Coming off the success of its luxury Gucci edition, Fiat unveils the devilish 500 Cattiva this Friday at Concorso Italiano in Monterey, Calif.
“The Fiat brand is all about personalization and self-expression,” says Jason Stoicevich, head of Fiat brand for North America, Chrysler Group LLC, calling the Cattiva’s look “devilish” and “designed-for-the-street.”
In Italian, cattiva can describe a person or situation that is naughty yet cool. The custom edition features an aggressive demeanor and “blacked out” windows.
While the Gucci partnership involved creation of many accessory companion products, this is a stand-alone endeavor, Ariel Gavilan, Fiat brand head of communications, tells Marketing Daily.
Cattiva will be supported through social media and word-of-mouth marketing, Gavilan said, but declined to reveal how many units will ship in the fourth quarter.
“It's a common practice for auto manufacturers to introduce limited editions to create a buzz for their brands,” says Sharon Sudol, automotive consultant and creator of The Car Life. “They keep the units manufactured very low so they sell out and create a demand, not only for the limited edition, but for residual sales across the brand.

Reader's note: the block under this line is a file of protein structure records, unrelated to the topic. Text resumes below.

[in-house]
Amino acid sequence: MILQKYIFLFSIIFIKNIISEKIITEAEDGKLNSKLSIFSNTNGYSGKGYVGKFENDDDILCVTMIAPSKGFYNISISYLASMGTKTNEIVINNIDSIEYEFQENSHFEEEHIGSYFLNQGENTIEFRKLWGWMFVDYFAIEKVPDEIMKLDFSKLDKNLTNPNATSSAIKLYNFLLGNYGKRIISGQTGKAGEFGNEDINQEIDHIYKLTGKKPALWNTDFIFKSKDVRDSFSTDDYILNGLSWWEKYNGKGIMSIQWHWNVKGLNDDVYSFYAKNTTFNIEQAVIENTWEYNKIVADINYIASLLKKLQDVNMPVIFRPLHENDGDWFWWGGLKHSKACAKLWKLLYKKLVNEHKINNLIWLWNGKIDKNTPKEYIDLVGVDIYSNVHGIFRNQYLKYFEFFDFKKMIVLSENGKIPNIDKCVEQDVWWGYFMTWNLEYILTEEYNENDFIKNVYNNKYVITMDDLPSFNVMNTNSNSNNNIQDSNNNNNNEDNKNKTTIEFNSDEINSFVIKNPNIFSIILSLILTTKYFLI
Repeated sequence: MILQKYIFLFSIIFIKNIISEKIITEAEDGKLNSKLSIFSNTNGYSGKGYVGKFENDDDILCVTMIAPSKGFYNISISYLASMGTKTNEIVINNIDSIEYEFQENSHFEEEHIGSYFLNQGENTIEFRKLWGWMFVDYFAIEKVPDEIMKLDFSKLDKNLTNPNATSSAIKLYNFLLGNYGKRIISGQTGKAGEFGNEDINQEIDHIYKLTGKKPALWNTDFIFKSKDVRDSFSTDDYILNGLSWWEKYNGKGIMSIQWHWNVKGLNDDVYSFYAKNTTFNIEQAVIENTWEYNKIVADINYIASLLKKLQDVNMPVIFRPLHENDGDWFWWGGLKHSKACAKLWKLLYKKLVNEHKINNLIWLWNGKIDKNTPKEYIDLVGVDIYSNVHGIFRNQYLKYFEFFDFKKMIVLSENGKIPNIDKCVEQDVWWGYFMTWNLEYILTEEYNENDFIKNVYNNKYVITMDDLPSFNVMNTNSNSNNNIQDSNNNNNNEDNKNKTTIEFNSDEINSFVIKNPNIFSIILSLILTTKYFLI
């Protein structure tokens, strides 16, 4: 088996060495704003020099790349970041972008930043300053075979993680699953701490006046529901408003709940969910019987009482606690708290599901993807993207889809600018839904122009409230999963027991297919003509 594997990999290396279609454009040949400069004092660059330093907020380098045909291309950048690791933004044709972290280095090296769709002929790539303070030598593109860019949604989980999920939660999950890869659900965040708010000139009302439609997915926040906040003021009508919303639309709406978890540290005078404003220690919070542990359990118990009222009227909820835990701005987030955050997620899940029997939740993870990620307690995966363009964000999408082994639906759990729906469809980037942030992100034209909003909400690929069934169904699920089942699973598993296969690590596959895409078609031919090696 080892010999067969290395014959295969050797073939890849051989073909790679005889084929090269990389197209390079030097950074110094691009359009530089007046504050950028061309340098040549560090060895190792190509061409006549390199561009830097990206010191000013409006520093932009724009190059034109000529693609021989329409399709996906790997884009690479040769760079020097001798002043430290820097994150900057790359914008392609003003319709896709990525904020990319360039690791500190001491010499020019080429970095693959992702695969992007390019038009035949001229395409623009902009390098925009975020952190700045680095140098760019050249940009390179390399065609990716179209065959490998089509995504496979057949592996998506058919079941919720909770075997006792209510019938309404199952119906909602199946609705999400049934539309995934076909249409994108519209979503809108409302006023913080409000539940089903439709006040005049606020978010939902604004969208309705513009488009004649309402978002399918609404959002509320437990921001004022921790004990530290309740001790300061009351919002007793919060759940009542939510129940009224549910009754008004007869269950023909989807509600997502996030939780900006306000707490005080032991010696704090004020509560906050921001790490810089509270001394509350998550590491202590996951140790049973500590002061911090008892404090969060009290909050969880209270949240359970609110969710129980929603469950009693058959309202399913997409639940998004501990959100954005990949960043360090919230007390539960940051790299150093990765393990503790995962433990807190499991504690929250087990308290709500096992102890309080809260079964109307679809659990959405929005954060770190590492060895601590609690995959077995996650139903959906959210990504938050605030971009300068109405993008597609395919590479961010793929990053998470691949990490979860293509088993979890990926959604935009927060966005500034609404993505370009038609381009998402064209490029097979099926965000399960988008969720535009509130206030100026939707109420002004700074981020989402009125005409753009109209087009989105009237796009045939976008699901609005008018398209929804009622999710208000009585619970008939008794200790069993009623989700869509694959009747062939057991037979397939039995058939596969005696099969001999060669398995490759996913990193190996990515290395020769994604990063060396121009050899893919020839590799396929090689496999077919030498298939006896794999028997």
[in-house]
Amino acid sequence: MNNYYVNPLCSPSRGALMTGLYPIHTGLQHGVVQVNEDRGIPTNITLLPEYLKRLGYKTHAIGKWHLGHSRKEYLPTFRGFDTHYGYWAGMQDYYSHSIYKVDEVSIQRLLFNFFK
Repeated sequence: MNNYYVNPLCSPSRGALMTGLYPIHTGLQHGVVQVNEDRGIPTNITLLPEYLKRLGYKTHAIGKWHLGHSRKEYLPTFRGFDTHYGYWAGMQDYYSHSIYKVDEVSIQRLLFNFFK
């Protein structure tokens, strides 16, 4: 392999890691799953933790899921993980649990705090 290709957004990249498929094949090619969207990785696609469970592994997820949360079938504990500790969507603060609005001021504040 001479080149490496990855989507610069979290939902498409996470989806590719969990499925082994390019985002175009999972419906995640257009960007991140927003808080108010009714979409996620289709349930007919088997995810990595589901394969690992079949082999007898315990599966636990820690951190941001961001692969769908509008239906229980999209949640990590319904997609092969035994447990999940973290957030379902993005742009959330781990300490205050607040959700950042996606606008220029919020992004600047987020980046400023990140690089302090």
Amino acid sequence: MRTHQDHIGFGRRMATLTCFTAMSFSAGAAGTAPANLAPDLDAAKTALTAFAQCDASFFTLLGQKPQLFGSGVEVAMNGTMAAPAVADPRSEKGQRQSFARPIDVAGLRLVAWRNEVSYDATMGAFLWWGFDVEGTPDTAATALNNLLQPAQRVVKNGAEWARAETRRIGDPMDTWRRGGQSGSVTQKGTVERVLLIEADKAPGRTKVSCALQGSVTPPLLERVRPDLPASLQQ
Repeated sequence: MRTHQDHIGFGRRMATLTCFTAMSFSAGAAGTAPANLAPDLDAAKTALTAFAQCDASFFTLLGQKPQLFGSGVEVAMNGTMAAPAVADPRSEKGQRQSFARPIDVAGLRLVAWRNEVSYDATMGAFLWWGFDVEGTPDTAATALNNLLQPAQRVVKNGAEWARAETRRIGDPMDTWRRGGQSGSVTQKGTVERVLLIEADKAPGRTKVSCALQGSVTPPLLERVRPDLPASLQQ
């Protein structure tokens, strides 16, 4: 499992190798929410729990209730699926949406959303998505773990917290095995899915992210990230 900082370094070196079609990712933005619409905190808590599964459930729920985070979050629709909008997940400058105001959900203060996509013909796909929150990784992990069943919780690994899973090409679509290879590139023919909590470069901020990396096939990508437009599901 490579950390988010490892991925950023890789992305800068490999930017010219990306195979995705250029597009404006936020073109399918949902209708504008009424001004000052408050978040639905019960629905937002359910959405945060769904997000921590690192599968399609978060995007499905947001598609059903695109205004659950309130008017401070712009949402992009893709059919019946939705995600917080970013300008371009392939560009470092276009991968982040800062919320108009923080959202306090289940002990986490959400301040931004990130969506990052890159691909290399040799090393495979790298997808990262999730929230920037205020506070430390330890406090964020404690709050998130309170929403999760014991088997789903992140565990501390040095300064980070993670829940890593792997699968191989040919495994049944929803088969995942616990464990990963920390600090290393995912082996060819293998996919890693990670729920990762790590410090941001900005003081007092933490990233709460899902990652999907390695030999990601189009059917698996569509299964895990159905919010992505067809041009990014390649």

“One of the best examples is the Indy 500 Pace Car,” Sudol adds. “Every year there is a limited edition based on that car.”
First introduced in Europe in 2011, the Fiat 500 Gucci Edition was touted as a pairing of two Italian icons of style and came to the U.S. this past June.
“The success of the Fiat 500 by Gucci demonstrates that there is a clientele in America that appreciates and demands high-quality small cars loaded with the craftsmanship, technology and the style that only the Italians can offer,” Stoicevich told reporters at the time.
While the Fiat 500 and Mini both target a mid-price consumer with a taste for self-expression, it would be unfair to compare the brands directly. Fiat has been back in the U.S. market only since March 2011.